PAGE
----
Alfred Hubler on Stabilizing CAS
With his permission, I am posting an email thread between myself and Alfred Hubler. I had contacted him on the recommendation of John Miller when Kevin and I were posting on the possibility of dampening boom-bust cycles in the financial markets through policy or other mechanisms. Here’s what Hubler had to say:
I would compare large scale boom-bust cycles to catastrophic forest fires.
- Policy impacts only small forest fires: When small forest fires are suppressed, large forest become possible and, more importantly, the untorched forest changes the local climate and therefore the forest may grow faster and faster. At some point forest fires are potentially so devastating that policy makers have no choice but to suppress them. Eventually the amount combustible reaches a threshold where the forest fire can not be prevented, the catastrophic forest fire takes place, and the cycle starts over.
- Self-adjusting systems suppress catastrophic boom-bust cycles – therefore catastrophic wildfires are rare in un-managed forests: self-adjusting Systems avoid chaos [1,2]. However such adaptation to the edge of chaos occurs only if the system parameters change slowly, compared to the dynamical variables, i.e. if we change policy faster than the period of the boom-bust cycle, then self-adjustment will not suppress them. The good news is, that almost any type of self-adjustment suppresses chaos.
 P. Melby, J. Kaidel, N. Weber, A. Hübler, Adaptation to the Edge of Chaos in the Self-Adjusting Logistic Map, Phys.Rev.Lett 84, 5991-5993 (2000): http://server10.how-why.com/publications/2000/Melby00.pdf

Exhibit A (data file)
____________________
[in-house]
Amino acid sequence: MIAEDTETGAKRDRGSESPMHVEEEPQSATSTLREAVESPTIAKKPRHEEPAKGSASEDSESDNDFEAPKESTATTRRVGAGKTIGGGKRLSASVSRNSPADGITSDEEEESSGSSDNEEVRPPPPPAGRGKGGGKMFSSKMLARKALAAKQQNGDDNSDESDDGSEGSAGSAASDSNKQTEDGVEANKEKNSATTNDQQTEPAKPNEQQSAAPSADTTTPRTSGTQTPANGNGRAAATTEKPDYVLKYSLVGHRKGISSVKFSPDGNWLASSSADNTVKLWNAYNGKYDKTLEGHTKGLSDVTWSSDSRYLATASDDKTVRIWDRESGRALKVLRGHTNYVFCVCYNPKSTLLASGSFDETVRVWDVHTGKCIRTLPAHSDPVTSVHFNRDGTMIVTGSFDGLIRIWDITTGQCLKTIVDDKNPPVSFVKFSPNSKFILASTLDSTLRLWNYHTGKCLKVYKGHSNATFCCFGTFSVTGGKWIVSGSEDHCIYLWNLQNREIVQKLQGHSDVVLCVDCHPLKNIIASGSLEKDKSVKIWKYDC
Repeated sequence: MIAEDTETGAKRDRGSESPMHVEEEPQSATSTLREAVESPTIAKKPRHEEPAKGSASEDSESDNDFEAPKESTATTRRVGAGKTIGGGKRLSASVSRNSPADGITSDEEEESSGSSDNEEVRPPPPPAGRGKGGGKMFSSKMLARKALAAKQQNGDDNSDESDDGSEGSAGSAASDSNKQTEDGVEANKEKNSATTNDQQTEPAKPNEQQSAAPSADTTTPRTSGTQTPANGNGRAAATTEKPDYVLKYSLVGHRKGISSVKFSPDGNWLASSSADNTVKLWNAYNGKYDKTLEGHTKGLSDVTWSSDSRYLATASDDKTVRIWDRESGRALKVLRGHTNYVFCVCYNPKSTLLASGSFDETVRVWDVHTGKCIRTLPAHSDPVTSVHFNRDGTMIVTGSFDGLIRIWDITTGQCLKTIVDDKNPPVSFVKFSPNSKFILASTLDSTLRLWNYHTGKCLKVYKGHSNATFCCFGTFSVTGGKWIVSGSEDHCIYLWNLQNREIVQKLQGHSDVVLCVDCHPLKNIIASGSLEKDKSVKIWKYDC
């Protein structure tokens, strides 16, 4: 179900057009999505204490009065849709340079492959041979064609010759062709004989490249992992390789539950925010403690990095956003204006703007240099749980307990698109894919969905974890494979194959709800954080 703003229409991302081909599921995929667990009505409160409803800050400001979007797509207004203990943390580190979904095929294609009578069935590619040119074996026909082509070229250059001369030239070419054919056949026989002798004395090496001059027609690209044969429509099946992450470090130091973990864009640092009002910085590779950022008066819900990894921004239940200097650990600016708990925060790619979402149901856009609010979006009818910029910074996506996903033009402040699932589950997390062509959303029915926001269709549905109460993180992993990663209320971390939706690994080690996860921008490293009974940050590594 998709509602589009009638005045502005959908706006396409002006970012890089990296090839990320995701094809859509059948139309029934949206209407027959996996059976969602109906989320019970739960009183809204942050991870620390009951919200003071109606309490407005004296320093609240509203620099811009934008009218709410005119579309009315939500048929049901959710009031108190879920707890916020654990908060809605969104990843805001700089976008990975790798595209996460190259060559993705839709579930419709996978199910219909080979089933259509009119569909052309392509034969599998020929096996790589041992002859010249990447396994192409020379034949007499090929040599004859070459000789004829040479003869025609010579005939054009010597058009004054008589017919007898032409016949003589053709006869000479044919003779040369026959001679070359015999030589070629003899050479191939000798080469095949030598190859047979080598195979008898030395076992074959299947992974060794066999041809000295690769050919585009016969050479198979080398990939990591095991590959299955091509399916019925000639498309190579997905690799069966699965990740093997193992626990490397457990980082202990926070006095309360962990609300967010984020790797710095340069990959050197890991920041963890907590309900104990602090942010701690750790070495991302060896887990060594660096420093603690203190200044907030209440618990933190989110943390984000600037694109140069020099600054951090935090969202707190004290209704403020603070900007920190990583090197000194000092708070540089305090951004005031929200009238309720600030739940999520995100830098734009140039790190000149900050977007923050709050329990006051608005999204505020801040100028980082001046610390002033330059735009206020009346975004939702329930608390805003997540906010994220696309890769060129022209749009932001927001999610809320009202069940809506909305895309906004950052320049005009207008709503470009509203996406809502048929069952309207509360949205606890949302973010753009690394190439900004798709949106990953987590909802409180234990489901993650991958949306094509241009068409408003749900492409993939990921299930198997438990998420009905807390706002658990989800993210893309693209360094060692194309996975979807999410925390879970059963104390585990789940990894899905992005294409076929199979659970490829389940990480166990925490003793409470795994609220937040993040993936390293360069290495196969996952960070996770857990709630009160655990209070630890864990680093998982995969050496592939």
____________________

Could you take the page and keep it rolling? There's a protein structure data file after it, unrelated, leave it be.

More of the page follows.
P. Melby, N. Weber, A. Hübler, Robustness of Adaptation in Controlled Self-Adjusting Chaotic Systems, Phys. Fluctuation and Noise Lett. 2, L285-L292 (2002): http://server10.how-why.com/publications/2002/Melby02.pdf
 T. Wotherspoon and A. Hubler,”Adaption to the Edge of Chaos with Random-Wavelet Feedback” is accepted by the Journal of Physical Chemistry: http://server10.how-why.com/blog/chemical.pdf
In desert oasis, larger, more specialized ants often dominate. Smaller non-specialised ants have smaller populations and competition pushes them to boundary of the oasis. However the small, non-specialised ants species are around for very long periods of time whereas the larger, specialised ant species are often wiped out by a change in climate and catastrophic events. The smaller ants may initially suffer from a catastrophe too, but have a higher likelihood of survival, and even thrive temporarily after the catastrophe, since the competition from the larger ants is gone. The group around Jim Brown, at UNM, did work on ants and we just started work on bacteria colonies in changing environments.
By analogy, I conclude that boom-and-bust cycles are more harmful for larger and more specialised organizations which flourish in a certain environment, and disappear if this environment changes suddenly. A forest fire helps smaller plants and increases diversity.
Yes, chaotic synchronization sounds attractive and I have published many papers on this topic over the past 20 years. It work wells with simple nonlinear oscillators but it does not seem to work with living organisms, such as yeast cells. We do not understand that. Maybe there are adaptive processes or evolutionary advantages suppressing synchronization. For years we tried to entrain the life cycle of cancer cells and yeast cells with heat pulses, microwave pulses and other stimulus, but the cells always escape synchronization.
By analogy, I conclude that it might be difficult to synchronize economic systems.
I’d like to hear your opinions on what this means for policy, regulation, incentive plans, etc.